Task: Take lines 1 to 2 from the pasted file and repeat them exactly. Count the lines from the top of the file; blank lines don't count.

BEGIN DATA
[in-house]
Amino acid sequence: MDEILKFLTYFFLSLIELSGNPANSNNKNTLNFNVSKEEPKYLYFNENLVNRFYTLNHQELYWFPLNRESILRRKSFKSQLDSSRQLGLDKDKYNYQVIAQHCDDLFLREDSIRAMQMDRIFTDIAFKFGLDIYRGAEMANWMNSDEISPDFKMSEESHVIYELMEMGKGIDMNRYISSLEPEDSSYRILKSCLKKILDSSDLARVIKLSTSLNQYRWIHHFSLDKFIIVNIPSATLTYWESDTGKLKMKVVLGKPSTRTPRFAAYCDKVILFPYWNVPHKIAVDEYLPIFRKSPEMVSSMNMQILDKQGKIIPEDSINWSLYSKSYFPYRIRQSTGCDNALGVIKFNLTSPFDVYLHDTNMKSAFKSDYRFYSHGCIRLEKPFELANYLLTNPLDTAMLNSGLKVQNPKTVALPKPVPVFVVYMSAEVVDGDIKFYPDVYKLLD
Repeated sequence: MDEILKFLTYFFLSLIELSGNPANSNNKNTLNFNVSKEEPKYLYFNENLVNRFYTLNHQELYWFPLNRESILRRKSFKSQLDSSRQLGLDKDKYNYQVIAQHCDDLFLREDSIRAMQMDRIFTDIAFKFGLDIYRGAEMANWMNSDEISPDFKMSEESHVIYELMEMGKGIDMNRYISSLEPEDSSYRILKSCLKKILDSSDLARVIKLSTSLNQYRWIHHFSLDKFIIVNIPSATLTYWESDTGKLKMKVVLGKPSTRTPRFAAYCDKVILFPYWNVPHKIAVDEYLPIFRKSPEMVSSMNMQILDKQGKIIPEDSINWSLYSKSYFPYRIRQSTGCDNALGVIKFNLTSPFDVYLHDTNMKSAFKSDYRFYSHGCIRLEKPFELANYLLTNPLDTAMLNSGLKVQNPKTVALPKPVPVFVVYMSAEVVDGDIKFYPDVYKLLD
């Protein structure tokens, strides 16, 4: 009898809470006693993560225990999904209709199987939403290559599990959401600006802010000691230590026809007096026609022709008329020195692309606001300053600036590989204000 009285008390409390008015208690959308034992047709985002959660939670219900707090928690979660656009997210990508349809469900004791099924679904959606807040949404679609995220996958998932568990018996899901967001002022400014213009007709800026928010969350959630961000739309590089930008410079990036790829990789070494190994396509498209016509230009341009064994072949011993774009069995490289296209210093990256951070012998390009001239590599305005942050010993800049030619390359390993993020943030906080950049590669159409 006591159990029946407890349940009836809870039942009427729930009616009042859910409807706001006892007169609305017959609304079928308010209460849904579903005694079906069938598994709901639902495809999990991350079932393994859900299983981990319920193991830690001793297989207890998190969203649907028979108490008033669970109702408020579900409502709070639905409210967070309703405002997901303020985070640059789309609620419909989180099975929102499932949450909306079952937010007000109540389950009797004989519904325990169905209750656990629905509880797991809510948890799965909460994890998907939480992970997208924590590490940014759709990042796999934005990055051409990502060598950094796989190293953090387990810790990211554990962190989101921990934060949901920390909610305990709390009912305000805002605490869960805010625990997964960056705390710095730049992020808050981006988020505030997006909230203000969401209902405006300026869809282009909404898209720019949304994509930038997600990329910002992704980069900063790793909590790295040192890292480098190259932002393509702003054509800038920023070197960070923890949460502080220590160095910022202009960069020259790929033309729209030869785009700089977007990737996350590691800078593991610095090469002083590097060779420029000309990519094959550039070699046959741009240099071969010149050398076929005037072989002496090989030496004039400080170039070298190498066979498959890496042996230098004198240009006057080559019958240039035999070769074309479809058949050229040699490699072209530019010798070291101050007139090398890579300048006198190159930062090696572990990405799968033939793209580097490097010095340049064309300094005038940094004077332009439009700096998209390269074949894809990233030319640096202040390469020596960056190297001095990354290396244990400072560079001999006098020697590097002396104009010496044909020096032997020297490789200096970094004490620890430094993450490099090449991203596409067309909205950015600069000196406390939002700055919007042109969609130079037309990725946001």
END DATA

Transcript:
[in-house]
Amino acid sequence: MDEILKFLTYFFLSLIELSGNPANSNNKNTLNFNVSKEEPKYLYFNENLVNRFYTLNHQELYWFPLNRESILRRKSFKSQLDSSRQLGLDKDKYNYQVIAQHCDDLFLREDSIRAMQMDRIFTDIAFKFGLDIYRGAEMANWMNSDEISPDFKMSEESHVIYELMEMGKGIDMNRYISSLEPEDSSYRILKSCLKKILDSSDLARVIKLSTSLNQYRWIHHFSLDKFIIVNIPSATLTYWESDTGKLKMKVVLGKPSTRTPRFAAYCDKVILFPYWNVPHKIAVDEYLPIFRKSPEMVSSMNMQILDKQGKIIPEDSINWSLYSKSYFPYRIRQSTGCDNALGVIKFNLTSPFDVYLHDTNMKSAFKSDYRFYSHGCIRLEKPFELANYLLTNPLDTAMLNSGLKVQNPKTVALPKPVPVFVVYMSAEVVDGDIKFYPDVYKLLD